Did you see Tom Trbojevic carving up the Maroons in the first two games of the just completed State of Origin series?
Of course you did, and what a sight it was.
The Sea Eagles superstar was nominally playing at right centre for the Blues, but with a green light from NSW coach Brad Fittler, Trbojevic took hit-ups through the middle of the field, linked up with Latrell Mitchell on the left hand side and generally terrorised the Queensland defence with his blend of speed, power and pure athletic ability.
Giving Turbo Tom free reign to play wherever he wanted in attack wasn’t exactly revolutionary, but in the age of structured football it was a breath of fresh air to watch a supreme talent switch lanes and attack the opposition from angles they never expected.
It’s not something that every centre in the game could do, but if there’s another player who could follow the Trbojevic blueprint it’s the Panthers’ Stephen Crichton.
And if you’re going to do what the Manly fullback did for the Blues it would help if you were built like him.
Whaddya know, 20-year-old Crichton has the same frame that Trbojevic did when he was the same age, both of them standing at 194 centimetres and weighing just under 100 kilograms. Trbojevic has added another three or four kilograms over the past few off-seasons, and you can see Crichton following suit as his body matures in the seasons ahead.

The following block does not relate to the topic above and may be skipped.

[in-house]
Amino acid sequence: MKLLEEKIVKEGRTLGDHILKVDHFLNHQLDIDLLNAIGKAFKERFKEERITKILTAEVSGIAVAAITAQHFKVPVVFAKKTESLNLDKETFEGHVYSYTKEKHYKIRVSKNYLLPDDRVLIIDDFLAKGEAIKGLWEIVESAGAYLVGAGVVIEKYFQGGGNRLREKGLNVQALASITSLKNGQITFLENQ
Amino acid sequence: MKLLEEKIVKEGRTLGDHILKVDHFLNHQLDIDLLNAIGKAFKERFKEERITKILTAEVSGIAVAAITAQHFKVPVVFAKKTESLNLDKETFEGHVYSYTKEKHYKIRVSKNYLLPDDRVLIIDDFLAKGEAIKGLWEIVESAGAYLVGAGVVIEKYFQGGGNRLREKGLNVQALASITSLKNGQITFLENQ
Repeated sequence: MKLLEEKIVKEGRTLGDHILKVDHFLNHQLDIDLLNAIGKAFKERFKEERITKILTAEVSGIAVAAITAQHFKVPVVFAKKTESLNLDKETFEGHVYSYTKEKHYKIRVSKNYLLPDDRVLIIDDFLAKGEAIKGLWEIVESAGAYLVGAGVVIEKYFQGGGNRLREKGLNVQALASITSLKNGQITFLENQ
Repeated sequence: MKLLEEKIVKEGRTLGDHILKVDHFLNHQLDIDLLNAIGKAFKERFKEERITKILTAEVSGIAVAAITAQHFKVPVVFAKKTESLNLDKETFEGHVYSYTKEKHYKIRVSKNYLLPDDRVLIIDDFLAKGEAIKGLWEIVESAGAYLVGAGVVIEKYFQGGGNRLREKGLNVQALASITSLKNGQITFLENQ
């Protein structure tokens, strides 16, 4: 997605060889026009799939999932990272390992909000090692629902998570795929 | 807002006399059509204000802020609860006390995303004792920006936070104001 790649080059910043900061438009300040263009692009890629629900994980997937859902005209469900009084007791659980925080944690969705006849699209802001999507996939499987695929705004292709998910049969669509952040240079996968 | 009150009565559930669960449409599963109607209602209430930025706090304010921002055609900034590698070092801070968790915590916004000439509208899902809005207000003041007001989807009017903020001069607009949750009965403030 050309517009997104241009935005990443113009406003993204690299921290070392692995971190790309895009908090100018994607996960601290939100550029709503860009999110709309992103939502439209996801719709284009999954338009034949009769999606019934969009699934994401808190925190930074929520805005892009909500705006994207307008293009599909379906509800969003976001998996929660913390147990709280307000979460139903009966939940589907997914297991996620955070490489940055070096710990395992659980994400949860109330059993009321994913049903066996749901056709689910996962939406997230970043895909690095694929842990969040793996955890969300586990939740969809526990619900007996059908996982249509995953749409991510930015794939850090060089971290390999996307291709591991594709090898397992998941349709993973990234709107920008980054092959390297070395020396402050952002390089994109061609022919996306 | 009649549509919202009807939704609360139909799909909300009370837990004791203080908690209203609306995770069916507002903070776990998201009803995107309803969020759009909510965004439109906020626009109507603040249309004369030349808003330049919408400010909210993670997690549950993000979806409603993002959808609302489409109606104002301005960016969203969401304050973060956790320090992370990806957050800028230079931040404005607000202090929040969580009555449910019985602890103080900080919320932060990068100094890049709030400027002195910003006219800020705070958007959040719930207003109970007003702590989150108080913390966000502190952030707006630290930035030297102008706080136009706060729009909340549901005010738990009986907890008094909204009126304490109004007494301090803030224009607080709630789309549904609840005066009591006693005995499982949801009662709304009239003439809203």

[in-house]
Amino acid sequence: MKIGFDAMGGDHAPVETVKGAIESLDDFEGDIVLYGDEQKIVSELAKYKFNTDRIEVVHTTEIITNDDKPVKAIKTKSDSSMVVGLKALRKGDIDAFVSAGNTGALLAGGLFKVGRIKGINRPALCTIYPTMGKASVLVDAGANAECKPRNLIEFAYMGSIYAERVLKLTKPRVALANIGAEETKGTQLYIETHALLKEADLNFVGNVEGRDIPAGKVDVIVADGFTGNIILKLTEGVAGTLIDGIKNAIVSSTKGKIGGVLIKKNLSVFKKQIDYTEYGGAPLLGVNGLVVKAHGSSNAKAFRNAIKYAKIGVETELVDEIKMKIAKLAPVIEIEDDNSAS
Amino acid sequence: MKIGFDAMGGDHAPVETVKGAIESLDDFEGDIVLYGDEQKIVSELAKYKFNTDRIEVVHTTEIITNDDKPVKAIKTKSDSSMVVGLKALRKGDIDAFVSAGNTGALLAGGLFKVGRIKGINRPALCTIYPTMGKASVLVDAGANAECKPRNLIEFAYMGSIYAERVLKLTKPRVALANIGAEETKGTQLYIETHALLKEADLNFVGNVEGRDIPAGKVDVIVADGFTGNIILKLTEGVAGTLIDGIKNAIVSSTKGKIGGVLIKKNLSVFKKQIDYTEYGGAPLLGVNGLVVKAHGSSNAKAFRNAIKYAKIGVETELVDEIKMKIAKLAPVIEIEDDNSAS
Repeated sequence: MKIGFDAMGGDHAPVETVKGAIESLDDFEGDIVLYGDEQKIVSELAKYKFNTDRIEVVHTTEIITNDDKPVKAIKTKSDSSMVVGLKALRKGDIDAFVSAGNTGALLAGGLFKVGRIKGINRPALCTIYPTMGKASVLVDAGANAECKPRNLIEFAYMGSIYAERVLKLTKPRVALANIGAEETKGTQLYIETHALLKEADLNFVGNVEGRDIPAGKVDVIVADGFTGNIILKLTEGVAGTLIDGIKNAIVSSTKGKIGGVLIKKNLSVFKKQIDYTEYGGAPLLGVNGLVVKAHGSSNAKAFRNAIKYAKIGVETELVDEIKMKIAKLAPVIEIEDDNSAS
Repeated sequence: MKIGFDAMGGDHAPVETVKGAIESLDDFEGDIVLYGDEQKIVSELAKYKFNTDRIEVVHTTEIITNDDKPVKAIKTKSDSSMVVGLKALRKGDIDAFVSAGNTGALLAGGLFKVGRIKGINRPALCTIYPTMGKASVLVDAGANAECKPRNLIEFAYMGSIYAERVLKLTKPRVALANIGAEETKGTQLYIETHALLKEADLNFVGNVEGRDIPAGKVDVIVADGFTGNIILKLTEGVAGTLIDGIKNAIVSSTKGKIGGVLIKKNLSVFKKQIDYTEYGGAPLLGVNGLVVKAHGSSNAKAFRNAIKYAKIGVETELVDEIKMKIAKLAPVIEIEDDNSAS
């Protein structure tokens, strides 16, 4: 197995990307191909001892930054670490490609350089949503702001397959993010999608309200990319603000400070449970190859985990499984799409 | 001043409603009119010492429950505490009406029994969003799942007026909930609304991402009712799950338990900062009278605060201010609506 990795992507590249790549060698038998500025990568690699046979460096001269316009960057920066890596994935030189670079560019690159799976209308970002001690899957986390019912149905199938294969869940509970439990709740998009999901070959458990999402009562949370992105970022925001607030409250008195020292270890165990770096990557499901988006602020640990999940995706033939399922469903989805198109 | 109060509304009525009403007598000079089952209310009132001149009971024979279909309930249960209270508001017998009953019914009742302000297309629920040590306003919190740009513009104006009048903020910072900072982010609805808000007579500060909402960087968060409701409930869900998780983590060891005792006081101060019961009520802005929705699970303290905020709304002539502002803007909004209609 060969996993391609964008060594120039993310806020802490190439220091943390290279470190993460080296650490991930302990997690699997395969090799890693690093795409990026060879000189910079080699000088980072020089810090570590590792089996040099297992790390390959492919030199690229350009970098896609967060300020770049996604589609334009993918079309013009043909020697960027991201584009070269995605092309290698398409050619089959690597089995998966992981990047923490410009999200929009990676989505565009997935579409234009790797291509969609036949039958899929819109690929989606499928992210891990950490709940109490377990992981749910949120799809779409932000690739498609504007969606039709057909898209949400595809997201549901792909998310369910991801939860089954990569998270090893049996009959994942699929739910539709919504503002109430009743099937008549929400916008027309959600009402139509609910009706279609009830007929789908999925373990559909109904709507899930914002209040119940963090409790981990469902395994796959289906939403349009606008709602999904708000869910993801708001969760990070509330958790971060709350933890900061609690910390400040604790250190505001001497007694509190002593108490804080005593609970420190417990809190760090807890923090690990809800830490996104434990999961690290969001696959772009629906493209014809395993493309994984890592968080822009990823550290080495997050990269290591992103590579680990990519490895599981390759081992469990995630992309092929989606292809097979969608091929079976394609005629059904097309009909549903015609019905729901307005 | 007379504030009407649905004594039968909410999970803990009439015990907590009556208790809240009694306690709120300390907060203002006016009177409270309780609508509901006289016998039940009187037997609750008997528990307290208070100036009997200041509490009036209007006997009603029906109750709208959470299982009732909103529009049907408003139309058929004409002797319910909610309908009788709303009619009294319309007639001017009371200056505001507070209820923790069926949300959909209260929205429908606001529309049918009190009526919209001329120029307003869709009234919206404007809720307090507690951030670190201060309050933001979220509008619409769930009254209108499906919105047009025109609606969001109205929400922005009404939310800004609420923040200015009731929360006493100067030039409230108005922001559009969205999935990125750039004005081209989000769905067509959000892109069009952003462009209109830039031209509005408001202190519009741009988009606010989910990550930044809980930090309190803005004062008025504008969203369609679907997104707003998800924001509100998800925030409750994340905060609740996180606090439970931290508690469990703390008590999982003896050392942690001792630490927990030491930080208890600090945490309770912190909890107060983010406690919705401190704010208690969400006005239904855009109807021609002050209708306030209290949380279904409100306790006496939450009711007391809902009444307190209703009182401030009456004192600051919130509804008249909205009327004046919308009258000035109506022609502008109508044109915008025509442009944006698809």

With Nathan Cleary – when he returns from injury – and Jarome Luai creating so many scoring opportunities, Crichton is under-utilised if he’s tied to just the one side of the field, with his six tries from 17 games this season suggesting as much.
Yes, he’s played five of those games filling in at fullback, but the 17 tries he scored in 22 games in 2020 is more like the type of output he should be able to produce if the Panthers continue to be a rock solid Top 8 team in the near future.
Does Crichton have the same sort of motor that allows Trbojevic to play a roaming role at Origin level?
That’s the one part of athletes from any sport that you can’t put on the scale and measure, but you just know it when you see it.
Turbo Tom wants to be in the contest at every opportunity at club level, and brought that enthusiasm and desire to his play for New South Wales, despite having to adapt to a different position.
If Ivan Cleary can inspire that sort of motivation in his own rising superstar, there’s no reason why the Panthers couldn’t have at their disposal their own Turbo-charged try-scoring machine.
Warren Smith is one of the country’s leading sports broadcasters. He currently calls the NRL for Fox League.